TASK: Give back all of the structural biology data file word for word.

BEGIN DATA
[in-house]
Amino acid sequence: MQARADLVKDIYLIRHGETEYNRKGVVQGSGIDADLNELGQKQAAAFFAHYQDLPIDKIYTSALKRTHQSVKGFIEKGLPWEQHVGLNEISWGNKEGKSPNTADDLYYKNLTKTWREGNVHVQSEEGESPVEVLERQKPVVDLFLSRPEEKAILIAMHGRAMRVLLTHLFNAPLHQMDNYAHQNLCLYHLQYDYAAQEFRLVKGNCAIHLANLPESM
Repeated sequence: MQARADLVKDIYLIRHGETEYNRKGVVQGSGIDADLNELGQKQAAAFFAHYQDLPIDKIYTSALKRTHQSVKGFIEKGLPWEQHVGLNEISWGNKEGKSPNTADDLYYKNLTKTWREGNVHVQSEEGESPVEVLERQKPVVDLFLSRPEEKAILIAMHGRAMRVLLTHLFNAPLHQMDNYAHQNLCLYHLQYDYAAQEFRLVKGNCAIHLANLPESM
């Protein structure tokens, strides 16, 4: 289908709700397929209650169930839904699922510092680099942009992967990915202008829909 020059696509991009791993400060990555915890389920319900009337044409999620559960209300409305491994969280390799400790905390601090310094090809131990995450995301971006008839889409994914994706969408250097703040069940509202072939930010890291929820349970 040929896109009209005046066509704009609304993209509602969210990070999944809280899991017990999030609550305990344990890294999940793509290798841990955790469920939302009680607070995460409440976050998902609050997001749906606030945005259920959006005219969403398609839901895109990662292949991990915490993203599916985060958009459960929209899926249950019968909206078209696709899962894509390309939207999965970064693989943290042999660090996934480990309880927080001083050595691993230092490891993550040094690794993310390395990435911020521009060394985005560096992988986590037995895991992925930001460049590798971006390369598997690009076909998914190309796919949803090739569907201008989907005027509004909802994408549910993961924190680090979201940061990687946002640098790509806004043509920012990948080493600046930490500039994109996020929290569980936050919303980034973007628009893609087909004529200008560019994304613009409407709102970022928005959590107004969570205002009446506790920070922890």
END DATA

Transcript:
[in-house]
Amino acid sequence: MQARADLVKDIYLIRHGETEYNRKGVVQGSGIDADLNELGQKQAAAFFAHYQDLPIDKIYTSALKRTHQSVKGFIEKGLPWEQHVGLNEISWGNKEGKSPNTADDLYYKNLTKTWREGNVHVQSEEGESPVEVLERQKPVVDLFLSRPEEKAILIAMHGRAMRVLLTHLFNAPLHQMDNYAHQNLCLYHLQYDYAAQEFRLVKGNCAIHLANLPESM
Repeated sequence: MQARADLVKDIYLIRHGETEYNRKGVVQGSGIDADLNELGQKQAAAFFAHYQDLPIDKIYTSALKRTHQSVKGFIEKGLPWEQHVGLNEISWGNKEGKSPNTADDLYYKNLTKTWREGNVHVQSEEGESPVEVLERQKPVVDLFLSRPEEKAILIAMHGRAMRVLLTHLFNAPLHQMDNYAHQNLCLYHLQYDYAAQEFRLVKGNCAIHLANLPESM
């Protein structure tokens, strides 16, 4: 289908709700397929209650169930839904699922510092680099942009992967990915202008829909 020059696509991009791993400060990555915890389920319900009337044409999620559960209300409305491994969280390799400790905390601090310094090809131990995450995301971006008839889409994914994706969408250097703040069940509202072939930010890291929820349970 040929896109009209005046066509704009609304993209509602969210990070999944809280899991017990999030609550305990344990890294999940793509290798841990955790469920939302009680607070995460409440976050998902609050997001749906606030945005259920959006005219969403398609839901895109990662292949991990915490993203599916985060958009459960929209899926249950019968909206078209696709899962894509390309939207999965970064693989943290042999660090996934480990309880927080001083050595691993230092490891993550040094690794993310390395990435911020521009060394985005560096992988986590037995895991992925930001460049590798971006390369598997690009076909998914190309796919949803090739569907201008989907005027509004909802994408549910993961924190680090979201940061990687946002640098790509806004043509920012990948080493600046930490500039994109996020929290569980936050919303980034973007628009893609087909004529200008560019994304613009409407709102970022928005959590107004969570205002009446506790920070922890």